City Attorney Admits Mistake, Says He'll Pay Back Property Tax Exemption

Mark Flessner collected tax exemptions on two properties, while state law stipulates homeowners are only entitled to take exemptions on one property

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Chicago’s City Attorney admits he made a mistake and says he will pay back money to the state of Illinois after collecting property tax exemptions on two properties, while state law only allows homeowners to collect one such exemption.

Attorney Mark Flessner says that his primary residence is a South Loop condo, but an NBC 5 Investigates report reveals that he has received two property tax breaks, including one for a residence in Naperville.

The breaks have saved him approximately $2,600 on his South Loop condo since 2015 and $1,600 on his Naperville house, but according to property tax experts, the law is clear: residents are only entitled to one homeowners exemption.

Earlier this year, the COO of the Chicago Department of Aviation was forced to resign after an NBC 5 Investigates report revealed that although he claimed residence in the city, he had been living in a Naperville home instead.

“You gotta live here, and if you don’t live here, you’re taking money from us,” Lightfoot said at the time. “If we find you, we’re gonna fire you.”

On Monday, Flessner admitted that he had made a mistake in claiming both exemptions, and that he would pay back approximately $2,500 to the state.

"Mr. Flessner has not filed to claim a homestead exemption at any property for 2019, the year in which he began his employment with the City of Chicago," the city said in a statement. "Prior to 2019, Mr. Flessner had mistakenly claimed a homestead exemption for both his Chicago and Naperville properties. Now that this mistake has been brought to his attention, he will be paying back the State the amount he received from the additional exemption, which he estimates to be approximately $2,500. Again, this took place prior to 2019, the year in which Mr. Flessner began his employment with the City of Chicago."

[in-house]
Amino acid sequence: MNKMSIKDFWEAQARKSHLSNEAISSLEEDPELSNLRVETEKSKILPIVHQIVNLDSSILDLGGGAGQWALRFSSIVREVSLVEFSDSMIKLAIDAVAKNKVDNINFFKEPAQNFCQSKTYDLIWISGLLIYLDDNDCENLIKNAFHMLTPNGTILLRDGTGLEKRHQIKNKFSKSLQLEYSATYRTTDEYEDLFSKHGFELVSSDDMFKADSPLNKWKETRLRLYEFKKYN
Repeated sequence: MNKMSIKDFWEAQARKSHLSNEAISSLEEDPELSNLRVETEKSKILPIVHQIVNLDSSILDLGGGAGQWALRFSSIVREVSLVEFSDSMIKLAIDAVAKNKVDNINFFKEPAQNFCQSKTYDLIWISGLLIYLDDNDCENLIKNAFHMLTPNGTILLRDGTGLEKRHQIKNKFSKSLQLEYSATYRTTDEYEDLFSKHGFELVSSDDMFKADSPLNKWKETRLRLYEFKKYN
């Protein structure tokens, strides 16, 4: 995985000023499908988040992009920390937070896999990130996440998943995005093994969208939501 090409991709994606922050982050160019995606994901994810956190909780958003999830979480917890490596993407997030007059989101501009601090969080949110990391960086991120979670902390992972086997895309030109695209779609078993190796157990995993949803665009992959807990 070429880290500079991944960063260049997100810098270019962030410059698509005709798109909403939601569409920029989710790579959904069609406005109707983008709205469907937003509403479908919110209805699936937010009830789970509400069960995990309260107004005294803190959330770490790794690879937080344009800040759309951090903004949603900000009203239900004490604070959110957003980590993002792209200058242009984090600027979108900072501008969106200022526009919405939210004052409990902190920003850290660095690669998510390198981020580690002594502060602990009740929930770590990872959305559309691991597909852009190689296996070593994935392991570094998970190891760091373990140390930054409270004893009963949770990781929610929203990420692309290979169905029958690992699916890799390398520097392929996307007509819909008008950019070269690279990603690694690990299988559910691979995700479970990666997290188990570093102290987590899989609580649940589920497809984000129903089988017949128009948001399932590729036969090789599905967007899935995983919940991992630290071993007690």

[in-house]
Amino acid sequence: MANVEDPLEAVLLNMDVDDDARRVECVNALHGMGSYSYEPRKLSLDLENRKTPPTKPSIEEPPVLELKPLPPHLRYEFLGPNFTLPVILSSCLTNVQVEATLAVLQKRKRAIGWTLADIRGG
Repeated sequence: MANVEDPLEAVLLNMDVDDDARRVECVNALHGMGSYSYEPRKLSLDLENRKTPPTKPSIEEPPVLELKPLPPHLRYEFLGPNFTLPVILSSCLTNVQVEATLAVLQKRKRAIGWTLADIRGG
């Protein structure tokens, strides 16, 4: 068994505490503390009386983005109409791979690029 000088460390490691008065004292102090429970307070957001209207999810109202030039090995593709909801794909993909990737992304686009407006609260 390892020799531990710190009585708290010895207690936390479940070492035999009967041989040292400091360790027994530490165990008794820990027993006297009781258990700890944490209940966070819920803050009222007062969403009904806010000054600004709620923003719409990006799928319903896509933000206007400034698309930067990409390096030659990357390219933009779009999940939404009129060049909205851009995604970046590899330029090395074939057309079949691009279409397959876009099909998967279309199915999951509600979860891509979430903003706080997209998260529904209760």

Flessner was appointed by Lightfoot in May, and has now registered to vote in Chicago. According to public records, he and his wife have donated over $12,000 to Lightfoot in the past 20 months.

Flessner also received a pass to use a private road, nicknamed “the Bat Cave” by some, that connects downtown and McCormick Place and avoids traffic jams. Flessner’s condo is just blocks from McCormick Place, and only select officials, including the mayor and the police superintendent, have access to the road.

Over the weekend, the mayor’s office announced that long-time law department spokesman Bill McCaffrey had been relieved of his duties, and he was escorted out of City Hall by Chicago police.

After the firing, questions have arisen over the circumstances surrounding his departure, and whether he was let go after raising ethical questions about the Lightfoot administration.

Lightfoot said that questions about McCaffrey’s “professionalism and judgment” led to his firing.

“I was provided last week some information regarding Bill McCaffrey that raised serious questions about his professionalism and his judgment,” Lightfoot said. “On the basis of what I was briefed on, there was support for the decision to terminate him with cause.”

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